There is something of the superhero to Andy Lee. A lanky Irish traveller getting handpicked and taken to the Kronk gym by one of the greatest trainers of all-time is an origin story to rival anything from Marvel. Like any good superhero, he tends to do things the hard way. His wicked one punch power has snatched several victories from seemingly hopeless positions. Admittedly most superheroes don’t get outpointed by Billy Joe Saunders but we can forgive a bad night; Lee is a compelling fighter. Crucially, he’s also a compelling character outside the ring.
Commentating on the Saunders fight, John Rawling said that Lee was so articulate and intelligent that it was hard to believe that he was a boxer. Rawling is a great commentator so it was sad to hear him reinforce the stereotype that anyone who gets in the ring is an idiot. Lee is proof that a thoughtful man can choose to box.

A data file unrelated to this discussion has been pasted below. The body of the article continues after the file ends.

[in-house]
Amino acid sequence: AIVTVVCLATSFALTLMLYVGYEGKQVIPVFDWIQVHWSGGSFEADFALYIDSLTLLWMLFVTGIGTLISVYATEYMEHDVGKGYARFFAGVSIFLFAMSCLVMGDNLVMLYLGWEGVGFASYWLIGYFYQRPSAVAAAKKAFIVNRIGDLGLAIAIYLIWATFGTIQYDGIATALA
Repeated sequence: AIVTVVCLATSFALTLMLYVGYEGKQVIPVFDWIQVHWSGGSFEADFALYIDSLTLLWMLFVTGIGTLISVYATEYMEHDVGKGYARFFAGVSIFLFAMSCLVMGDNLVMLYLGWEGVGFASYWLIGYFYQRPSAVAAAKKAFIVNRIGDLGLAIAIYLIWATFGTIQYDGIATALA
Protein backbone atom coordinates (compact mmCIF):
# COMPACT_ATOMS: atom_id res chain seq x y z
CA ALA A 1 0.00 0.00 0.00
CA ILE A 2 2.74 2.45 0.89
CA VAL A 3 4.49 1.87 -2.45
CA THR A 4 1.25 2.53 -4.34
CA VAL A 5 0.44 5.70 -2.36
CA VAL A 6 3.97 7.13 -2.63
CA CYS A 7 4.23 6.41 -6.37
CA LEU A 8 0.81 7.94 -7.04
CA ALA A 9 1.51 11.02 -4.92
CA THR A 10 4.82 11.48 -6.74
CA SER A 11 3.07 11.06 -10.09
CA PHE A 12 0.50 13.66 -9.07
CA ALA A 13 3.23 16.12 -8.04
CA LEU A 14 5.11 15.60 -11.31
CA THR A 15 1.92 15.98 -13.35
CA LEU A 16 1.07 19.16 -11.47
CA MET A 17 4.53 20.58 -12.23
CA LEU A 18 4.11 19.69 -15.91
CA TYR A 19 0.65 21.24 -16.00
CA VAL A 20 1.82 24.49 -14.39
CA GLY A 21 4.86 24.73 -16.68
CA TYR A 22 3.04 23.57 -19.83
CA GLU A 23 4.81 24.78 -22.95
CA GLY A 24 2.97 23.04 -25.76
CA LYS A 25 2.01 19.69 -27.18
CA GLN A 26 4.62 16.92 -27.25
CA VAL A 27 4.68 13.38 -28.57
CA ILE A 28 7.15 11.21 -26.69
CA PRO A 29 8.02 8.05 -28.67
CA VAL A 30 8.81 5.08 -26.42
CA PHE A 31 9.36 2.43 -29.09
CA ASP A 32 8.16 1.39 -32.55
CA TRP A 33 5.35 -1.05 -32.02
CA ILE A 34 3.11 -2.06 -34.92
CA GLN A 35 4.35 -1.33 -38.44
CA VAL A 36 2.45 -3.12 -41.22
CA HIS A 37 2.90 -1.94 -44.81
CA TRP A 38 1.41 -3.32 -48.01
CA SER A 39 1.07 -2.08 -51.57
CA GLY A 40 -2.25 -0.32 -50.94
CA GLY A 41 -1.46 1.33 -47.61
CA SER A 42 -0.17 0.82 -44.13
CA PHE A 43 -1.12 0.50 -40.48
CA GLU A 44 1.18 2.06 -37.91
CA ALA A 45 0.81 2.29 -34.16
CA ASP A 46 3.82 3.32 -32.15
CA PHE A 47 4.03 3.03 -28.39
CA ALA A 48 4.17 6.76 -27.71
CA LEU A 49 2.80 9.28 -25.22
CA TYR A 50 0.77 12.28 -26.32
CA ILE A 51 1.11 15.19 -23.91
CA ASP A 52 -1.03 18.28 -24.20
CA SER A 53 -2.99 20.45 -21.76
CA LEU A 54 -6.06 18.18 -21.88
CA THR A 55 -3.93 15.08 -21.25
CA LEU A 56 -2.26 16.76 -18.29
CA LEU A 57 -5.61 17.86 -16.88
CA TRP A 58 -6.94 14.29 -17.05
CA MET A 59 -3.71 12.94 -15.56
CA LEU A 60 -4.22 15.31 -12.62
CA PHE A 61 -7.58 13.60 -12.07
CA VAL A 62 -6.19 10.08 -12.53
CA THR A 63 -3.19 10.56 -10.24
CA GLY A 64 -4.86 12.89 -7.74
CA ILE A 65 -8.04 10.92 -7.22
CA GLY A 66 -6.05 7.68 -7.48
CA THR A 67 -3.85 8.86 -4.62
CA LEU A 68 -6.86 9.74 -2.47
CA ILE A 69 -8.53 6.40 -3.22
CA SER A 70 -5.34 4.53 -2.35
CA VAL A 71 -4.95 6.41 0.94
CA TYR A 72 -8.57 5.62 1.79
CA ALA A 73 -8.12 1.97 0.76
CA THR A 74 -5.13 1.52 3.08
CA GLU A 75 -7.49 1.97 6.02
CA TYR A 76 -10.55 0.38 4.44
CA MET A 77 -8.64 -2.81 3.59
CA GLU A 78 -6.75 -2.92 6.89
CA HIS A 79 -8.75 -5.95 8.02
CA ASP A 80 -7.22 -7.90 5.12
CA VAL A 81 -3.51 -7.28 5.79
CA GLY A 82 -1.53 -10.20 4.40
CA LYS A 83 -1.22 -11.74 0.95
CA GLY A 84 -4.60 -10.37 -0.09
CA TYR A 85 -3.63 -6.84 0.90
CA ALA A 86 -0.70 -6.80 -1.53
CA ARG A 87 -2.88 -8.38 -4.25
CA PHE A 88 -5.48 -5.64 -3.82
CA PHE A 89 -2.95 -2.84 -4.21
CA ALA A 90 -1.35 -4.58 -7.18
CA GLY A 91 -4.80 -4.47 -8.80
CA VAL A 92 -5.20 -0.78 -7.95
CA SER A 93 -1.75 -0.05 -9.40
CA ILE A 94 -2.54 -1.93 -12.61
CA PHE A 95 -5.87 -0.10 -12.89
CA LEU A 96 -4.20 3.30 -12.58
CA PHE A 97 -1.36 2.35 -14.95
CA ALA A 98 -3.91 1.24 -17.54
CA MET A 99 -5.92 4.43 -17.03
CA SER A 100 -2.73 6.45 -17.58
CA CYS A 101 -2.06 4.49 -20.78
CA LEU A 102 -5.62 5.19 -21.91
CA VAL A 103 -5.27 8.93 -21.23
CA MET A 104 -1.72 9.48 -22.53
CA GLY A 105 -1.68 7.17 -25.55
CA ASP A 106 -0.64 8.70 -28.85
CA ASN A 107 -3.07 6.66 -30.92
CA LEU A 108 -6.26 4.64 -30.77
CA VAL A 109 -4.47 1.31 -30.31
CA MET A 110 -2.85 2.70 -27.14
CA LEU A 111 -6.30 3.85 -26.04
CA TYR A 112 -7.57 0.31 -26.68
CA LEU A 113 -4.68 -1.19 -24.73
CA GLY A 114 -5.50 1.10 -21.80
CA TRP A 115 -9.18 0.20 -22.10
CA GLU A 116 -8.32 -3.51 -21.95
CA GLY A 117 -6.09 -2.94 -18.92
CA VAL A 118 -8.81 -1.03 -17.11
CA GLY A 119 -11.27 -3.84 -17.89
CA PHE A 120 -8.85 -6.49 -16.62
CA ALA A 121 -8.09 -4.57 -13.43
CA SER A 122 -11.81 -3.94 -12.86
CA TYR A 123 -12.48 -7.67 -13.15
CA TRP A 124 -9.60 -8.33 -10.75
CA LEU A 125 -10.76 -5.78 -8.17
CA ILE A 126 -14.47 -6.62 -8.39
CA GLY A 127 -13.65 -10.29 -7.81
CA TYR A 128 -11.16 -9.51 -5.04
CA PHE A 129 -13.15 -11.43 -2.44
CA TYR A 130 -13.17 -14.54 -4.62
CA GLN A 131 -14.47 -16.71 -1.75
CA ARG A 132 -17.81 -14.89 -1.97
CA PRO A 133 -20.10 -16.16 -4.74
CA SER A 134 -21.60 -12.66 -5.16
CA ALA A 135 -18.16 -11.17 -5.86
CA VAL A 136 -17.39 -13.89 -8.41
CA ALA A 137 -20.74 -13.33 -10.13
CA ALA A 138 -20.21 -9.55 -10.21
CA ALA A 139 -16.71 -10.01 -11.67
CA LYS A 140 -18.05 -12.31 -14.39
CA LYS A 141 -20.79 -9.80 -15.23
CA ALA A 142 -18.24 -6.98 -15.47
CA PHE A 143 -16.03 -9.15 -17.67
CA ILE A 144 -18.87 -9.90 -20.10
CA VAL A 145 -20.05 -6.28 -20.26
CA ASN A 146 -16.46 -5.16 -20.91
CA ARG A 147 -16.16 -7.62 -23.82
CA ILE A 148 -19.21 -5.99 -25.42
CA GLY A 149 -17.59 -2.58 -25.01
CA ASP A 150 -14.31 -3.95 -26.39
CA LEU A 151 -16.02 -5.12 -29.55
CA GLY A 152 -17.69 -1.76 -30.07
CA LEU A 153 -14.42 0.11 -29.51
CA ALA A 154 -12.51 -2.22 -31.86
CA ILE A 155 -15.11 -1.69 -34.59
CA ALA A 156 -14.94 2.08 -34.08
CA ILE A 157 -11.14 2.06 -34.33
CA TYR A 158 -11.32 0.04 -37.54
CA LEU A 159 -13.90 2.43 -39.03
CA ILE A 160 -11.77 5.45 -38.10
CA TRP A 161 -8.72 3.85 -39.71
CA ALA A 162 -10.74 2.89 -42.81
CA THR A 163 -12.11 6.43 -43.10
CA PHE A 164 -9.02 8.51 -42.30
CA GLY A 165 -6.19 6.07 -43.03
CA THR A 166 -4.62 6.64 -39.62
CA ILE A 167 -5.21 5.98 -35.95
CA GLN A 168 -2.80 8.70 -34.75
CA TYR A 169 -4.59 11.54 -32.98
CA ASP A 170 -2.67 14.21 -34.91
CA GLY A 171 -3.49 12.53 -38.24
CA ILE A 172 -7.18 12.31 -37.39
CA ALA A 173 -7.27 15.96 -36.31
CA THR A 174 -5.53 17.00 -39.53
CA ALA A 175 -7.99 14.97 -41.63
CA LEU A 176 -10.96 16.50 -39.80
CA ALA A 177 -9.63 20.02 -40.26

Much is made of boxing as a path to riches but Lee prefers to talk about it as an education. The sport has taken him around the world. Working with Manny Steward forced him to adapt to Detroit, a place that is in every sense a long way from his hometown of Limerick. Then there’s been his odyssey of improbable fight venues, ranging from Esbjerg in Denmark to Memphis, Tennesse. He has argued strongly that the brutality of failure in boxing means it teaches you more about yourself than any other sport. He’s also clear in his belief that boxing is an art, where instinctive improvisation counts for far more than monotonously drilled routines.
Lee is an eager reader, has starred in a play about Chekhov and his wife is the lead singer of an alternative pop band and a theatre director. His interest in the arts makes him an unusual ambassador for the sport. When he gives interviews about his favourite books or takes part in panel discussions about theatre, he reaches an audience that other boxers don’t. He may not necessarily be converting many to become instant fans but in his articulacy, he is challenging the prejudices of those who see the sport as mindless violence.
The point is not that all boxers should be renaissance men but that we should defend the fact that it’s a sport with an array of characters and not the refuge of cretins that some are keen to portray. Irish comedian and podcaster Jarlath Regan puts it well when he says "we have a Tyson Fury so we need an Andy Lee". Boxing thrives on narratives; for narratives to have variety, they need a diverse cast.